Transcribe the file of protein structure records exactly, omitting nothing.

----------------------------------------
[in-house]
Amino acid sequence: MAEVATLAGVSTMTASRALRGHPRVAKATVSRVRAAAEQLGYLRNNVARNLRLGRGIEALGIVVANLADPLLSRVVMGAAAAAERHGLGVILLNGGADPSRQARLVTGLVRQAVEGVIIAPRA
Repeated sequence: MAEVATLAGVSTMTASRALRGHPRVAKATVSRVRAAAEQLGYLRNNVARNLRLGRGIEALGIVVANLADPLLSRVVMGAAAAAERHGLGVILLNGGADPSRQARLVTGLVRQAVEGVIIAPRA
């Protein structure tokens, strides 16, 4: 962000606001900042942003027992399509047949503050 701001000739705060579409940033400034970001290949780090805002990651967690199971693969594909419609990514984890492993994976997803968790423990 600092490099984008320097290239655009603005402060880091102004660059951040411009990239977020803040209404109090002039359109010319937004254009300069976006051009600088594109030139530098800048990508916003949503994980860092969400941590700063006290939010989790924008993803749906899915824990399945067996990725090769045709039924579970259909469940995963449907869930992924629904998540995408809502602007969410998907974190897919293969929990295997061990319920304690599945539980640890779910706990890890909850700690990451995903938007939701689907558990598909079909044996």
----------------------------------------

[in-house]
Amino acid sequence: MAEVATLAGVSTMTASRALRGHPRVAKATVSRVRAAAEQLGYLRNNVARNLRLGRGIEALGIVVANLADPLLSRVVMGAAAAAERHGLGVILLNGGADPSRQARLVTGLVRQAVEGVIIAPRA
Repeated sequence: MAEVATLAGVSTMTASRALRGHPRVAKATVSRVRAAAEQLGYLRNNVARNLRLGRGIEALGIVVANLADPLLSRVVMGAAAAAERHGLGVILLNGGADPSRQARLVTGLVRQAVEGVIIAPRA
């Protein structure tokens, strides 16, 4: 962000606001900042942003027992399509047949503050 701001000739705060579409940033400034970001290949780090805002990651967690199971693969594909419609990514984890492993994976997803968790423990 600092490099984008320097290239655009603005402060880091102004660059951040411009990239977020803040209404109090002039359109010319937004254009300069976006051009600088594109030139530098800048990508916003949503994980860092969400941590700063006290939010989790924008993803749906899915824990399945067996990725090769045709039924579970259909469940995963449907869930992924629904998540995408809502602007969410998907974190897919293969929990295997061990319920304690599945539980640890779910706990890890909850700690990451995903938007939701689907558990598909079909044996």